You may think this is all linguistic wordplay non-sense.  But it has incredibly serious consequences.

What and how you name something greatly impacts someone’s ability to connect to what you’re saying.

Perhaps, the truest thing the conservative pollster Frank Luntz every said was the subtitle of his book, “It’s not what you say, it’s what people hear.”

So if recent events are causing you even greater concern about the state of our planet and you’re looking to find a way to make a difference, start by watching your language.

Maybe You Could Be President Someday…

This phrase has probably been uttered to hundreds of millions of American children over our country’s 240 year history.

Yet during that time only 44 people have actually held that job.

It is no wonder that when we tell the stories of our Presidents we marvel at the individual efforts and the hard work that must have been required to ascend to our highest office. Yet consider how many other factors, like these, had to fall in place when you hear their extraordinary individual tales:

Money helps. Every President but one (Truman) since 1929 has been a millionaire at the time of achieving office.

Education is critical.  Over 40% went to Ivy League schools and since 1893 all but one graduated college.

Health matters. Most enjoyed healthy lives – especially for their times. Even those who had to overcome well-known health issues, such as John F. Kennedy and both Roosevelts, had the benefit of being able to afford literally the best care in the world for their conditions.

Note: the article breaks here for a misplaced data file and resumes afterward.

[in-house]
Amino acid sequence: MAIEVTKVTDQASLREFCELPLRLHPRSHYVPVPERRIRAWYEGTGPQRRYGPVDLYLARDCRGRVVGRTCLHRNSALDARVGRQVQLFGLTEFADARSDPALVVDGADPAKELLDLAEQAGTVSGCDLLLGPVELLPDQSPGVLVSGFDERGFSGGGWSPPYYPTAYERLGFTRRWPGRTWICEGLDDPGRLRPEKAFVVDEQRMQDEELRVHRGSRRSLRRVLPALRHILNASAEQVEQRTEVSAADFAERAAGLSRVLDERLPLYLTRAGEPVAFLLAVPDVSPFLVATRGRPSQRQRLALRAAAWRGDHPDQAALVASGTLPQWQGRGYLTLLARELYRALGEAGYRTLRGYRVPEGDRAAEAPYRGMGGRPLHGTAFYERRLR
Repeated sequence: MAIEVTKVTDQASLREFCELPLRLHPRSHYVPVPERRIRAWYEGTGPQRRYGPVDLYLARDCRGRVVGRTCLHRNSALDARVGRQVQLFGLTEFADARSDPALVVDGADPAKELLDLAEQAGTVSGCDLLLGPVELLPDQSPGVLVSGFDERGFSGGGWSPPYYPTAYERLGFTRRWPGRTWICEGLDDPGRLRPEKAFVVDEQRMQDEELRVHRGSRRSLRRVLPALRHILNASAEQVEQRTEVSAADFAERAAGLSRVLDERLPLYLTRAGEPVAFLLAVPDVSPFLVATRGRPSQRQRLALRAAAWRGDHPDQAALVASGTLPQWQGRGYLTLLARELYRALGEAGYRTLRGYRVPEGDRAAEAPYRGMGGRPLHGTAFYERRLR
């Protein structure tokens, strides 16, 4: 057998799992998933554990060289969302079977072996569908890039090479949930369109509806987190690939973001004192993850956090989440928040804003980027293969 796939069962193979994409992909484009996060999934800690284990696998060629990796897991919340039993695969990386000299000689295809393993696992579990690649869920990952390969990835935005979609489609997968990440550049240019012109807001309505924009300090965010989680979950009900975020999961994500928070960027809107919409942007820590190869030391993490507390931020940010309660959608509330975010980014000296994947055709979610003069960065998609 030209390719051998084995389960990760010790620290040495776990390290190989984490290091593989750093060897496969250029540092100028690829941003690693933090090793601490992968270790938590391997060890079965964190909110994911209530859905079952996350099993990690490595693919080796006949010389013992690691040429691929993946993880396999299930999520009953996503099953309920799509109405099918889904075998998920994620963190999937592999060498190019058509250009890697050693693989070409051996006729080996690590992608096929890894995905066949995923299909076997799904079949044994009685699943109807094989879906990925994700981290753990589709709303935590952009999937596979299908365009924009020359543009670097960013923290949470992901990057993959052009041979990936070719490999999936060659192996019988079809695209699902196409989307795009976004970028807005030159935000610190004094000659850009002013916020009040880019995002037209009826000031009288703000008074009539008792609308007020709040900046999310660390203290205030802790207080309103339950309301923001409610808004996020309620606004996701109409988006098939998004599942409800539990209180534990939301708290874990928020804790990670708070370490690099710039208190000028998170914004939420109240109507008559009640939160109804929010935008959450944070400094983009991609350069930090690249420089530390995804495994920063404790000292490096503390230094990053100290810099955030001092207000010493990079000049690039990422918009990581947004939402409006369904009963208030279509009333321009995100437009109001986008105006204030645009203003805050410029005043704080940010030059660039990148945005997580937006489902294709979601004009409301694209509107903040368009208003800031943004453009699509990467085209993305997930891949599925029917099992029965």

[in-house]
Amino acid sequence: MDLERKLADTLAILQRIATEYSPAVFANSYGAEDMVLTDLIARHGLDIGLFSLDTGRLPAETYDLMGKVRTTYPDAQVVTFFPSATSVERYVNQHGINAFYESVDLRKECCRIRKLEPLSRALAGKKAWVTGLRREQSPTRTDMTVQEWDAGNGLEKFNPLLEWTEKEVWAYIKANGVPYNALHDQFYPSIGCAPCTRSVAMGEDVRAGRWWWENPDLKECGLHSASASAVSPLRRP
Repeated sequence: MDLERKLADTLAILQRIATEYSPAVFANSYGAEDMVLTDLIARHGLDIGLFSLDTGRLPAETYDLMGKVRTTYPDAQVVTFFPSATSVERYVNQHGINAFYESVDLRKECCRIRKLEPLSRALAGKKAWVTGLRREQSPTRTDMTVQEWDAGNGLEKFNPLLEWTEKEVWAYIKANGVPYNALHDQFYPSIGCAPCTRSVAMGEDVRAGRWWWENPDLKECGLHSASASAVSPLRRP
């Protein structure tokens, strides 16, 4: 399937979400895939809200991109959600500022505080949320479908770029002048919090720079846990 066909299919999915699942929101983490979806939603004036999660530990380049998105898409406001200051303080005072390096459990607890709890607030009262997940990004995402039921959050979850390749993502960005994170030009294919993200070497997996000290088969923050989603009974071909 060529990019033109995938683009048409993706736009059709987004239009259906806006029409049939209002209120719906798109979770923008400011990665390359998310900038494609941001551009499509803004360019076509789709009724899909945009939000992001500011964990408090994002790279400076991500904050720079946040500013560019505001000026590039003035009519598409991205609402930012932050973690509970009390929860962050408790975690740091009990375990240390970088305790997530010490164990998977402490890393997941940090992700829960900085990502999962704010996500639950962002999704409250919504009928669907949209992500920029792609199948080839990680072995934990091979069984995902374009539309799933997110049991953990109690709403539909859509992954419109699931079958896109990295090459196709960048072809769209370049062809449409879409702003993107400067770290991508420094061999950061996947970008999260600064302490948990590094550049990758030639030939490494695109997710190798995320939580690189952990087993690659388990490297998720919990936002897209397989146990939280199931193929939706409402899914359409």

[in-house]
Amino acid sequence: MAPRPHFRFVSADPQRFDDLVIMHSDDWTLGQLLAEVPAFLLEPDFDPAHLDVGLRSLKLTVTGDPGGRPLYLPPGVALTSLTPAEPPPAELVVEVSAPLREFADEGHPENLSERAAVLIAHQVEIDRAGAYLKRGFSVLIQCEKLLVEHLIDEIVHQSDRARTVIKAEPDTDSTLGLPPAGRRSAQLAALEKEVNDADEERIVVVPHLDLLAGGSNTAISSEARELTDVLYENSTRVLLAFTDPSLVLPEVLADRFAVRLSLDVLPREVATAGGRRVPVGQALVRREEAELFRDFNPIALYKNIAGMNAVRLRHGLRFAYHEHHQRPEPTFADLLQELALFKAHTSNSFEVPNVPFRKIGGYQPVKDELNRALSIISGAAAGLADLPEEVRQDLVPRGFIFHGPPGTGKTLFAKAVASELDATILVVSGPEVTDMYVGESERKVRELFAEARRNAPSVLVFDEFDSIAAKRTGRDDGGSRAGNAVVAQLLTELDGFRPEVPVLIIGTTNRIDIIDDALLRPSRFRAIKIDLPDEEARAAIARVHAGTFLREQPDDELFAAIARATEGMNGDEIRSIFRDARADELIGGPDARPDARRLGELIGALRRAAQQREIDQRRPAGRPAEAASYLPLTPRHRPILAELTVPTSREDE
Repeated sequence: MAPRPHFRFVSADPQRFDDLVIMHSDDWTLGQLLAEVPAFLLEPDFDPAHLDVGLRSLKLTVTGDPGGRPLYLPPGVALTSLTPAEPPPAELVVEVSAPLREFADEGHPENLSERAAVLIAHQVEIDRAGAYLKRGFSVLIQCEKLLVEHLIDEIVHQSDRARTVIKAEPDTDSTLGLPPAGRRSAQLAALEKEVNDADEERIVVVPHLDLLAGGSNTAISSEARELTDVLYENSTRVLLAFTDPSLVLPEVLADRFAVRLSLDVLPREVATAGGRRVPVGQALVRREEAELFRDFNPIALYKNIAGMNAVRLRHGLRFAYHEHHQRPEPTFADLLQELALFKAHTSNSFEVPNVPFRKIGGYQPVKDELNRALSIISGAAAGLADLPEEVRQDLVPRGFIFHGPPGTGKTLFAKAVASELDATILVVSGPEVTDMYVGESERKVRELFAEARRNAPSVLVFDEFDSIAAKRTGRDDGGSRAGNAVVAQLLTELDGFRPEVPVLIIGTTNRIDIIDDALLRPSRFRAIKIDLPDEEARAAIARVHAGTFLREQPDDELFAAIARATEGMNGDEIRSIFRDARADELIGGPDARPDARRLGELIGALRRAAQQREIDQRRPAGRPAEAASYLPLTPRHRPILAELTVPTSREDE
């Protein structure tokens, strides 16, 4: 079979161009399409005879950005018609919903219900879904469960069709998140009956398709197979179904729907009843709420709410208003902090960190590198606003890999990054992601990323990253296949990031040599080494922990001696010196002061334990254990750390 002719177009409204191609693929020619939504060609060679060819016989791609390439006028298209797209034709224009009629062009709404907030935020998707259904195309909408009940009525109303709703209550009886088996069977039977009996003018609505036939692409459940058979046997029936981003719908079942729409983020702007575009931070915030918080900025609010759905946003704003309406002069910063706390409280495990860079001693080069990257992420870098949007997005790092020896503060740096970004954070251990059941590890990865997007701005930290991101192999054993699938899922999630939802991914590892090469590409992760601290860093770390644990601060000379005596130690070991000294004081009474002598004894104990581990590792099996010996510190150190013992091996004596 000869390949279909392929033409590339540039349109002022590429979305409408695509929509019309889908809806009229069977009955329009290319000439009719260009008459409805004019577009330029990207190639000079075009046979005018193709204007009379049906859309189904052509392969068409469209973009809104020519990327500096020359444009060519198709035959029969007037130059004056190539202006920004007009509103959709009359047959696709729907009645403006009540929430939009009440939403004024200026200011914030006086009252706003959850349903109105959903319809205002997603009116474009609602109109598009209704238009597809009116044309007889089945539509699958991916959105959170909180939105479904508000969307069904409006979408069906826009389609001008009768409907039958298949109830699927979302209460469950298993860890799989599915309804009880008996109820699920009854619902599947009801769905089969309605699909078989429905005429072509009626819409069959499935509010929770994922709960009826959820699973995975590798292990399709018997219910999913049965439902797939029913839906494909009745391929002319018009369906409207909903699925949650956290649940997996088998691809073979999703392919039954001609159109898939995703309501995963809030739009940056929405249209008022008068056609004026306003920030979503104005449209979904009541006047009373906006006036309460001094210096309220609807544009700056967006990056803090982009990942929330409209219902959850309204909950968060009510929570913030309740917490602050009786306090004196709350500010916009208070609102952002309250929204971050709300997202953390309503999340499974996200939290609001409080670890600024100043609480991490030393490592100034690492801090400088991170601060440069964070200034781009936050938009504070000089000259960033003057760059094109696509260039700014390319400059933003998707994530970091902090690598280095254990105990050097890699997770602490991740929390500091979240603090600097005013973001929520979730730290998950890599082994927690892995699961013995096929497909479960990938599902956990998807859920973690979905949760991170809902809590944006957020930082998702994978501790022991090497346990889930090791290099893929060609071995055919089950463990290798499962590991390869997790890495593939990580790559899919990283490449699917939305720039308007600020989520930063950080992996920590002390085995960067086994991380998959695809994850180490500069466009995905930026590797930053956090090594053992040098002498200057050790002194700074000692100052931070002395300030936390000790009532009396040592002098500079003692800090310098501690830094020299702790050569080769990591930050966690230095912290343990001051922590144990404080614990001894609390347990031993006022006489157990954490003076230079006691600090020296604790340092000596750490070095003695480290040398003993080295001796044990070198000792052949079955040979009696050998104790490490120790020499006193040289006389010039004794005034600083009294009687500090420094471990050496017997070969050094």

Connections count.  40 out of 45 came from politics – many hand picked by party bosses to be their nominee. Ten were directly related to another President (2 sets of father/sons, 2 sets of cousins and one grandfather/grandson).  In fact, genealogists have determined that FDR was related to 11 different Presidents himself (5 by blood and 6 by marriage). 

A little luck goes a long way.  20% didn’t even get elected to the office – rising only after the previous occupant died or resigned.  Of course, there are also five who did not win the popular vote but won via the electoral college. 

Lifted by many helping hands. Behind every President is a whole host of advisors, friends, relatives, aides and funders who supported them along the way.  However, 18 Presidents actually owned slaves, in many cases hundreds, which presumably allowed them to amass their fortunes that made running for public office possible

These are just a handful of the factors that help explain how these 44 people rose above the hundreds of millions of children who were told that “maybe one day they could become President too.”

None of this is to diminish any of their hard work or the amount of individual effort required to rise to the oval office.  But hard work and help aren’t mutually exclusive. In fact to become President of anything they are mutually dependent.

Consider this:  Even Abraham Lincoln perhaps our most “self-made” President, would never have risen to that office were it not for the simple fate of his birth.  Leave 99.9% of his genes exactly the same, but assume he were born either a woman or a black man. Could he have become our 16th President in 1860?

So on President’s Day, let’s honor those who have held this office by honoring the totality of what made their journey possible. 

Can You Afford This?

Recently I was in a pinch and had to quickly buy some pasta sauce to make dinner for my family. I could have gone to the local grocery store where I normally shop but it was just a little out of my way. Instead I stopped by the gourmet store in town and picked up sauce that cost a ridiculous $10. For the convenience of saving 5 minutes I paid double of what I would normally.